1. Withholding of evidence favorable to defendant.

 This contention is made under Brady v. Maryland, 373 U.S. 83, 83 S. Ct. 1194, 10 L. Ed. 2d 215 (1963). Defendant argues that the government knew or could have ascertained that City Bank was equipped with two surveillance cameras; that the cameras operated during the Bank's working hours in alternating thirty second cycles; that the film for June 1969 does not picture McCrae in the Bank, and more specifically, does not picture him standing at the window of teller No. 3 (whose symbol appears on the cashed check); and that the film for March 1969 "does not picture defendant going to or coming from Whitall's office or standing at any of the teller's windows where he allegedly deposited the check in question on March 20, 1969." (Defendant's Brief, p. 5)

 In Brady v. Maryland, Brady and a companion, Boblit, were convicted of murder in separate trials and sentenced to death. At Brady's trial, he took the stand and admitted participation, but claimed that Boblit did the actual killing. Brady's counsel, in summation, conceded that Brady was guilty of murder in the first degree and sought only to avoid the death penalty. Prior to trial, Brady's counsel had asked the prosecution to permit him to examine Boblit's extra-judicial statements. Several were shown, but one in which Boblit admitted that he had done the actual killing was withheld. The Supreme Court held that


". . . the suppression by the prosecution of evidence favorable to an accused upon request violates due process where the evidence is material either to guilt or to punishment, irrespective of the good faith or bad faith of the prosecution." 373 U.S. 83, 87, 83 S. Ct. 1194, 1196, 10 L. Ed. 2d 215.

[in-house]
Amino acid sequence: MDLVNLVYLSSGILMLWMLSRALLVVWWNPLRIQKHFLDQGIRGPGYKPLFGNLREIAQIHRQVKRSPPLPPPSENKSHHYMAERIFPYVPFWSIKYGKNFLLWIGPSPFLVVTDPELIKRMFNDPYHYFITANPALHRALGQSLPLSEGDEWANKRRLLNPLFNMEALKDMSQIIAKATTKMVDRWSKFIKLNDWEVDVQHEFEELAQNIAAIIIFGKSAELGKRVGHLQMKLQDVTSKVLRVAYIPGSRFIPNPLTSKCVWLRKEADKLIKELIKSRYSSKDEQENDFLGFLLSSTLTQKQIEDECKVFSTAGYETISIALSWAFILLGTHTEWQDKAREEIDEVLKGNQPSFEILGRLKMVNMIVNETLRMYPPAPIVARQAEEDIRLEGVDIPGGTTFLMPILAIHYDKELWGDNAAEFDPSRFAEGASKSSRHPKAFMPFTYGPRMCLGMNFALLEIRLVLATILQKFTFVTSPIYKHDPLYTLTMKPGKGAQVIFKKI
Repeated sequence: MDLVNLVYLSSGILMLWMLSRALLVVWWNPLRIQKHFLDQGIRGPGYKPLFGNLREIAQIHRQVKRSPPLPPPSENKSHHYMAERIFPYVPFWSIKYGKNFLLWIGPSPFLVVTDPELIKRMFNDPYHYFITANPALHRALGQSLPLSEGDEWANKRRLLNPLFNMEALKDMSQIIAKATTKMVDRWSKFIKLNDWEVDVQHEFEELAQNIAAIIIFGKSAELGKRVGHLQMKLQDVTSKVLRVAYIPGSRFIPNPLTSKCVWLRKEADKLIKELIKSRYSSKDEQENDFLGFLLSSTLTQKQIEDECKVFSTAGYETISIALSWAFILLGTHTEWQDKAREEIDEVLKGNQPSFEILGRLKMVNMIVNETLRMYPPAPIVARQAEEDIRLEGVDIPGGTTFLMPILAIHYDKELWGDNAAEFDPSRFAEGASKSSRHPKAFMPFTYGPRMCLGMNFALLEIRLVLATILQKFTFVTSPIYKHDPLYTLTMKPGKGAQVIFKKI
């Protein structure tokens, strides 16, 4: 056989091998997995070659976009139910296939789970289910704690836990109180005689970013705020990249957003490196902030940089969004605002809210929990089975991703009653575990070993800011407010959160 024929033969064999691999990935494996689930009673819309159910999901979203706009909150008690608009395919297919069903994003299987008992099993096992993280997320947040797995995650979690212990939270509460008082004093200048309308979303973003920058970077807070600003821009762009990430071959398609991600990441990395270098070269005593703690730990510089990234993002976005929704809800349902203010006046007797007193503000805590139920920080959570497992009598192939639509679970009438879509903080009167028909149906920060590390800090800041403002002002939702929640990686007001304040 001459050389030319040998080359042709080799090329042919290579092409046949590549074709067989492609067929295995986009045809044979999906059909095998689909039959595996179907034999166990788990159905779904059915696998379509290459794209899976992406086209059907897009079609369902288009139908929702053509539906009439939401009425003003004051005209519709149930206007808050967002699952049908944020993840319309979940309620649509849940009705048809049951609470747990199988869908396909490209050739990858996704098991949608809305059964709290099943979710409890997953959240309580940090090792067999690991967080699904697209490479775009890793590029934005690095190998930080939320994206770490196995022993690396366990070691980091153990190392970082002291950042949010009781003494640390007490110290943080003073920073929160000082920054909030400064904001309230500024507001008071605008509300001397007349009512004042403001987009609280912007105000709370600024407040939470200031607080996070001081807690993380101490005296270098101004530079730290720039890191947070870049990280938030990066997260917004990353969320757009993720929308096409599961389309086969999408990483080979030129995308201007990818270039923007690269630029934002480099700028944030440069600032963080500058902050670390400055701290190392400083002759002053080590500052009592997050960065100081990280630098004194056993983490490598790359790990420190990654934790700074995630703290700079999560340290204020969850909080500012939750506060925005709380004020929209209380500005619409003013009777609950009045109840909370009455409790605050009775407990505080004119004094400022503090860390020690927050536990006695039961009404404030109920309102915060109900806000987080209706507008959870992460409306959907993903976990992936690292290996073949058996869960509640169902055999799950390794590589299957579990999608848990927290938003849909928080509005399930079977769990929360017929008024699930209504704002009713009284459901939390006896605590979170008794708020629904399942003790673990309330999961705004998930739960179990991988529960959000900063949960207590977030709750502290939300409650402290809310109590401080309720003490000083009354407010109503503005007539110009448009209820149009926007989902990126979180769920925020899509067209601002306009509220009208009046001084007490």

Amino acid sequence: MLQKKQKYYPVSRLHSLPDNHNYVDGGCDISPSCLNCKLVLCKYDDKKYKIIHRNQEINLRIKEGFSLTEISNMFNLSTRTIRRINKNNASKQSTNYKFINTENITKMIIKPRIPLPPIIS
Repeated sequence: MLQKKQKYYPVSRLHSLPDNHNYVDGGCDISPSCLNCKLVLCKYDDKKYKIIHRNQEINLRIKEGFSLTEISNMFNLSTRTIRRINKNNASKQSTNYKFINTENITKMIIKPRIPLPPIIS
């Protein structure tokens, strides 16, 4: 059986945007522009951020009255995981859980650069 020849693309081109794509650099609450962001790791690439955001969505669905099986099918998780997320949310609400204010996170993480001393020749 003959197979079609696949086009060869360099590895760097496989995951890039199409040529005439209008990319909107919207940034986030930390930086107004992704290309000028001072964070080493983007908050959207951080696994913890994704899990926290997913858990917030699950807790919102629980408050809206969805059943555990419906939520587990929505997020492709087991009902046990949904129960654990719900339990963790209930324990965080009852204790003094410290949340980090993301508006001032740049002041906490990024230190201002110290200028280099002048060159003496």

The rule of Brady was not violated in the instant case. The government points out, in answer to defendant's contention, that several months prior to trial, six photos developed from film from bank surveillance cameras for June 1969 depicting McCrae in City Bank were shown to defendant's counsel. *fn1" The government asserts that it was not in possession of, nor was it interested in, any photos or developed film for March 1969. The film was then in its undeveloped state in the custody of Federal Deposit Insurance Company, receiver for City Bank. In view of the other evidence which the government had, it made no effort to obtain the March film. It is the prosecuting attorney's position that he had disclosed the fact that bank surveillance film existed and revealed all he knew and was under no obligation affirmatively to ascertain what said film did or did not show.

 There is no contention by defendant that there was a knowing withholding of information by the prosecution here *fn2" as there was in Brady. Defendant's position really is that the government is under the affirmative obligation to investigate all possible sources of information, exculpatory as well as incriminatory, and to reveal to defendant anything, including that of a negative nature, that could conceivably be of benefit to defendant. This, in my view, goes far beyond the requirements of Brady. Defense counsel had been advised of the existence of surveillance film. There was available to him, just as there was to the government attorney, the opportunity to investigate to determine what such films disclosed or failed to disclose.

 At oral argument and in the "Reply Brief in Support of Defendant's Motion for New Trial," replacement counsel has suggested that if the court should conclude, as it has, that the prosecuting attorney had discharged the government's obligation by revealing the existence of bank surveillance films, then defendant's trial counsel was incompetent for failing to investigate further. This argument demonstrates once more the keenness of hindsight, but hindsight is not the measure of counsel's competence. As was stated by the late Judge Freedman in Moore v. United States, 432 F.2d 730, 736 (3d Cir. 1970):


". . . the standard of adequacy of legal services as in other professions is the exercise of the customary skill and knowledge which normally prevails at the time and place.


A retrospective examination of a lawyer's representation to determine whether it was free from any error would exact a higher measure of competency than the prevailing standard." (Footnotes omitted).